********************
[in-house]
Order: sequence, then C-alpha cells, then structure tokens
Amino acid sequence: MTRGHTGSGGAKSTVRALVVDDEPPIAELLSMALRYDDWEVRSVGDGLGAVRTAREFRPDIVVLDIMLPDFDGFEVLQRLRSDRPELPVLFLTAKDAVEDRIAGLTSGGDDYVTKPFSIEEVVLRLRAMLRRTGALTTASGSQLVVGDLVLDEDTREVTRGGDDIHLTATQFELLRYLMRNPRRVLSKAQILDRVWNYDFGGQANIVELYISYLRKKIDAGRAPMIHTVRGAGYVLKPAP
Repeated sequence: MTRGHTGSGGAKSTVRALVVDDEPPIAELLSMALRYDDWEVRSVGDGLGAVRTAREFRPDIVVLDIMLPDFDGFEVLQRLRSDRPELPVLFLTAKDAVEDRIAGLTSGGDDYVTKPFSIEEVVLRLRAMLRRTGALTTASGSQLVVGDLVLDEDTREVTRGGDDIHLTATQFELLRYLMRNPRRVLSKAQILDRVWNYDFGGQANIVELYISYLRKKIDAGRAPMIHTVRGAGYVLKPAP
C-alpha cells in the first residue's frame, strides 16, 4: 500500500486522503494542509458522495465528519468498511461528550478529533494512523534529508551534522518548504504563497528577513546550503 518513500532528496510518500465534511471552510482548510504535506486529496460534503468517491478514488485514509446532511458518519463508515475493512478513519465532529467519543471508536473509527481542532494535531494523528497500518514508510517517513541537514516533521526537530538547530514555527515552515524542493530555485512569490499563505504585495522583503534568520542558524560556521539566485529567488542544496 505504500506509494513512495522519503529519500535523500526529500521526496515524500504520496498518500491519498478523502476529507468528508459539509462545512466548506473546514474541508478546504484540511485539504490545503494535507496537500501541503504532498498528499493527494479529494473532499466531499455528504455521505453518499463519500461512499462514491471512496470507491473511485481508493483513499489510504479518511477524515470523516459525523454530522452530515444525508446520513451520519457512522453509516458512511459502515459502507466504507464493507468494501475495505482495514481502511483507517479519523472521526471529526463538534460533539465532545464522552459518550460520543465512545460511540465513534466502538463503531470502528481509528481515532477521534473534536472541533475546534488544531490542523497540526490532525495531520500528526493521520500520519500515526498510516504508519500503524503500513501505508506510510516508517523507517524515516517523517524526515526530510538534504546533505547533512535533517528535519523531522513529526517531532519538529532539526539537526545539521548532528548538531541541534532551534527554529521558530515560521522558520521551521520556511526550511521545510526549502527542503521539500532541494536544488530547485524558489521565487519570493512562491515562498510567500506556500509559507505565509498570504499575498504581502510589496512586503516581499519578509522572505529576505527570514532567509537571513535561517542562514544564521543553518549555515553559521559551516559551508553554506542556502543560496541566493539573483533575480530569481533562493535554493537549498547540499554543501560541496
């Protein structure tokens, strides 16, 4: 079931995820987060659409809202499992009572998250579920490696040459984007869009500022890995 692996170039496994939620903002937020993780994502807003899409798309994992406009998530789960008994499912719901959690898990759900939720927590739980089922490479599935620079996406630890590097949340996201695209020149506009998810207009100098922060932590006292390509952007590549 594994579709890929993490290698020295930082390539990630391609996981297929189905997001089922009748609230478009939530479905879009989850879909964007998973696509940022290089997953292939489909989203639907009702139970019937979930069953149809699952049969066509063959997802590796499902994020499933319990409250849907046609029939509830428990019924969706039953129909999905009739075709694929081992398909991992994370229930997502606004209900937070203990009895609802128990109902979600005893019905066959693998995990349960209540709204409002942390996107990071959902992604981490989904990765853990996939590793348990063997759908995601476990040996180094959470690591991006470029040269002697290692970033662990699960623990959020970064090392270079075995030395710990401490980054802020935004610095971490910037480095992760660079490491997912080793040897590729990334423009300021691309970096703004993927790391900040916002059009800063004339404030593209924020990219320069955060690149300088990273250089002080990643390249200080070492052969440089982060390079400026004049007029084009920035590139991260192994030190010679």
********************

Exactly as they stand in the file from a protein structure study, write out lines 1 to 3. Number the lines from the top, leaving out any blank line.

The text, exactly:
[in-house]
Order: sequence, then C-alpha cells, then structure tokens
Amino acid sequence: MTRGHTGSGGAKSTVRALVVDDEPPIAELLSMALRYDDWEVRSVGDGLGAVRTAREFRPDIVVLDIMLPDFDGFEVLQRLRSDRPELPVLFLTAKDAVEDRIAGLTSGGDDYVTKPFSIEEVVLRLRAMLRRTGALTTASGSQLVVGDLVLDEDTREVTRGGDDIHLTATQFELLRYLMRNPRRVLSKAQILDRVWNYDFGGQANIVELYISYLRKKIDAGRAPMIHTVRGAGYVLKPAP